Necessary Illusions Copyright © 1989 by Noam Chomsky
Appendix IV Segment 8/23
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In preparation for the Reagan-Gorbachev meetings at the Washington summit of December 1987, the news was carefully shaped to ensure that only proper thoughts would reach the public. Excluded were the overwhelming votes at the United Nations opposing the escalated arms race advocated by the United States in virtual isolation, definitely not a useful message at the moment when all attention was to be focused on Reagan's achievements in bringing about world peace. It was not only world opinion that had to be scrupulously censored from the independent media. The domestic peace movement is no less unworthy. In a summary of media coverage, the monitoring organization FAIR observed that "only rightwing critics of the INF Treaty were considered newsworthy." A sharp critique of the Reagan administration for reckless nuclear deployment by Republican Senator Mark Hatfield was "blacked out of the national media," as was SANE/Freeze, America's largest peace group. Its press conference on the peace movement's role in laying the basis for the INF agreement was ignored, but another the same day called by the Anti-Appeasement Alliance, where Reagan was denounced as a "Kremlin idiot," "became a big news story." Secretary of State George Shultz's denunciation of the peace movement and his call for them "to admit that they were wrong" was reported, but, SANE/Freeze peace secretary Brigid Shea comments, "We aren't even given one inch to tell our side of the story." Soviet charges about U.S. attempts to undermine the ABM treaty in its pursuit of Star Wars were dismissed as "doctrinaire" and "hostile" in TV news reports, which offered a "summit wrap-up" featuring Richard Perle, criticizing the INF Treaty from the hard right, and the hawkish Democrat Sam Nunn playing dove (Tom Brokaw, NBC). As usual, there is a debate, but within proper limits.39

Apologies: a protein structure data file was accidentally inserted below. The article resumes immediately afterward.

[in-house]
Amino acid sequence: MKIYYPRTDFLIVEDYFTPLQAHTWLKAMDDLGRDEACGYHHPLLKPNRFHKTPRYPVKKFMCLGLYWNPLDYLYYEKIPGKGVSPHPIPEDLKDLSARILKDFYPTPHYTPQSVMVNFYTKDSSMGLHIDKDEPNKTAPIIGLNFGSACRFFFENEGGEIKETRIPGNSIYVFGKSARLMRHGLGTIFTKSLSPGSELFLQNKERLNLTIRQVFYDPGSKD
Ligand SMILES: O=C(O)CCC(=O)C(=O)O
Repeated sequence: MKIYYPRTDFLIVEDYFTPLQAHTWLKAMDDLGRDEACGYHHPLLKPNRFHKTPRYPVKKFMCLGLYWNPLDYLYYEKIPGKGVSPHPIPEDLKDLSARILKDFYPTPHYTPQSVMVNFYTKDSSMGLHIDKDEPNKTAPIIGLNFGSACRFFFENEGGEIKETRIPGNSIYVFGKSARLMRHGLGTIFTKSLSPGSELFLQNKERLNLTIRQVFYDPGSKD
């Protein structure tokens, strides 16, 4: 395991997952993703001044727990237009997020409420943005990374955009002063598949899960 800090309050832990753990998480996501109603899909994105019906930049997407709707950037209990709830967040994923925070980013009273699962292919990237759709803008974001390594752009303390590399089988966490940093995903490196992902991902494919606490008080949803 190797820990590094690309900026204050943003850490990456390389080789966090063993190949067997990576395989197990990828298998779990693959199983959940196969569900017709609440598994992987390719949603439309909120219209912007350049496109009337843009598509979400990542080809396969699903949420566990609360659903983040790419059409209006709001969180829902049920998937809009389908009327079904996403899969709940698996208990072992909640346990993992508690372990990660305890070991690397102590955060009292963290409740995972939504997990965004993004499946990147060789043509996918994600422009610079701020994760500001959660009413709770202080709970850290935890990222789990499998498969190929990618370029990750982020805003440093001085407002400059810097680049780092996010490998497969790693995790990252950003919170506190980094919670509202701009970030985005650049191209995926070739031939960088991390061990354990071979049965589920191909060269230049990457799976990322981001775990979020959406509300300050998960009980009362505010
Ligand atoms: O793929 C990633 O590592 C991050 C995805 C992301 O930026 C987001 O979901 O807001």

The official agenda for the summit included Reagan's role as a peacemaker and his passion for human rights. The task for the media, then, was to emphasize these two notable features of the president's achievements. Proper filtering enabled the first requirement to be satisfied. The second was met with no less aplomb. As Gorbachev stepped onto American soil at the Washington airport before the TV cameras, CBS anchorman Dan Rather commented that Gorbachev will focus on arms reduction, but "Reagan will press the Soviet Union on broader issues such as human rights, Afghanistan, and Nicaragua."40 Few were so gauche as to raise questions about Reagan's stellar human rights record (in Central America, for example), though not everyone went as far as Dan Rather, often denounced for his "ultraliberalism," in interpreting what has happened to Nicaragua as a Soviet transgression.41
In a front-page news story in the New York Times, Philip Taubman observed from Moscow that despite his promise, Gorbachev still has a good deal to learn. He continues to "articulate the orthodox Soviet view of life in the United States: A ruling class, dominated by a military-industrial complex, controls the Government and exploits the vast majority of Americans, creating a society of economic inequity and injustice." This "ideologically slanted" view is inconsistent with the "more sophisticated outlook of Soviet analysts and senior colleagues who are familiar with the United States," and therefore understand how remote this conception is from reality. The same issue of the Times includes an article by Adam Walinsky entitled "What It's Like to Be in Hell," describing the reality of life in the Chicago slums in this society free from economic inequity, injustice, and exploitation.42